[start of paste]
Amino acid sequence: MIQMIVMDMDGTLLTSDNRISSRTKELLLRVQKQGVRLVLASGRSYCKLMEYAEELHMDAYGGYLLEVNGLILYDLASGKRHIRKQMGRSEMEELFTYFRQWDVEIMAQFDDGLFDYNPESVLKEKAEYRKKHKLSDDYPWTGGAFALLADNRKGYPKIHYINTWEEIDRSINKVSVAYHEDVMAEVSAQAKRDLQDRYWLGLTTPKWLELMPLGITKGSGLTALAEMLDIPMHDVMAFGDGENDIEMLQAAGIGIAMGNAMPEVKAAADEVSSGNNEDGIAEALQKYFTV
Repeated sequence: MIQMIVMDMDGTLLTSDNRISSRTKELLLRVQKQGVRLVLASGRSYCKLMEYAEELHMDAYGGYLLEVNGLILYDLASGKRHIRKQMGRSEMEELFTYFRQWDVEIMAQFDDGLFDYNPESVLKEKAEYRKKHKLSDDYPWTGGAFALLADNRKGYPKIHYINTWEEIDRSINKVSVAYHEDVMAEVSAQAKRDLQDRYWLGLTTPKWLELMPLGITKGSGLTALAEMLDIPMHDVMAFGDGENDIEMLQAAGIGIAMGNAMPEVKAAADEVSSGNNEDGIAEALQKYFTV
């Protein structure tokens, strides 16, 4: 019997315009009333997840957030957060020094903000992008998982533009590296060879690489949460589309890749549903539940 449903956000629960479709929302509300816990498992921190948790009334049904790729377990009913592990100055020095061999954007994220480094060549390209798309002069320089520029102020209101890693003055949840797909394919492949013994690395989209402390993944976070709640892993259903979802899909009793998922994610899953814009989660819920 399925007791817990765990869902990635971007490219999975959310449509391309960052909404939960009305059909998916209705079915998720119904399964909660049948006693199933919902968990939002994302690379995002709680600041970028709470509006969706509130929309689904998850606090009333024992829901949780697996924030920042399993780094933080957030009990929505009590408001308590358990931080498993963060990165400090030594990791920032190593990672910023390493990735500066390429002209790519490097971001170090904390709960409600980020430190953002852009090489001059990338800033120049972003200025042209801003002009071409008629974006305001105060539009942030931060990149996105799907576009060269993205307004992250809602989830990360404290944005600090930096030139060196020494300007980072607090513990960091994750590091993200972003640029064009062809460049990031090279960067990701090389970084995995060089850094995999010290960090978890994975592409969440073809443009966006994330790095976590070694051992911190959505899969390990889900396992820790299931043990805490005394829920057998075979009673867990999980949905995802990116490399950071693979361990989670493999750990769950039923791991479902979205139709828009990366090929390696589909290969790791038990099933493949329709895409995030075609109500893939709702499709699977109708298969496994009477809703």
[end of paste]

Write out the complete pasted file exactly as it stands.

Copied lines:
Amino acid sequence: MIQMIVMDMDGTLLTSDNRISSRTKELLLRVQKQGVRLVLASGRSYCKLMEYAEELHMDAYGGYLLEVNGLILYDLASGKRHIRKQMGRSEMEELFTYFRQWDVEIMAQFDDGLFDYNPESVLKEKAEYRKKHKLSDDYPWTGGAFALLADNRKGYPKIHYINTWEEIDRSINKVSVAYHEDVMAEVSAQAKRDLQDRYWLGLTTPKWLELMPLGITKGSGLTALAEMLDIPMHDVMAFGDGENDIEMLQAAGIGIAMGNAMPEVKAAADEVSSGNNEDGIAEALQKYFTV
Repeated sequence: MIQMIVMDMDGTLLTSDNRISSRTKELLLRVQKQGVRLVLASGRSYCKLMEYAEELHMDAYGGYLLEVNGLILYDLASGKRHIRKQMGRSEMEELFTYFRQWDVEIMAQFDDGLFDYNPESVLKEKAEYRKKHKLSDDYPWTGGAFALLADNRKGYPKIHYINTWEEIDRSINKVSVAYHEDVMAEVSAQAKRDLQDRYWLGLTTPKWLELMPLGITKGSGLTALAEMLDIPMHDVMAFGDGENDIEMLQAAGIGIAMGNAMPEVKAAADEVSSGNNEDGIAEALQKYFTV
């Protein structure tokens, strides 16, 4: 019997315009009333997840957030957060020094903000992008998982533009590296060879690489949460589309890749549903539940 449903956000629960479709929302509300816990498992921190948790009334049904790729377990009913592990100055020095061999954007994220480094060549390209798309002069320089520029102020209101890693003055949840797909394919492949013994690395989209402390993944976070709640892993259903979802899909009793998922994610899953814009989660819920 399925007791817990765990869902990635971007490219999975959310449509391309960052909404939960009305059909998916209705079915998720119904399964909660049948006693199933919902968990939002994302690379995002709680600041970028709470509006969706509130929309689904998850606090009333024992829901949780697996924030920042399993780094933080957030009990929505009590408001308590358990931080498993963060990165400090030594990791920032190593990672910023390493990735500066390429002209790519490097971001170090904390709960409600980020430190953002852009090489001059990338800033120049972003200025042209801003002009071409008629974006305001105060539009942030931060990149996105799907576009060269993205307004992250809602989830990360404290944005600090930096030139060196020494300007980072607090513990960091994750590091993200972003640029064009062809460049990031090279960067990701090389970084995995060089850094995999010290960090978890994975592409969440073809443009966006994330790095976590070694051992911190959505899969390990889900396992820790299931043990805490005394829920057998075979009673867990999980949905995802990116490399950071693979361990989670493999750990769950039923791991479902979205139709828009990366090929390696589909290969790791038990099933493949329709895409995030075609109500893939709702499709699977109708298969496994009477809703």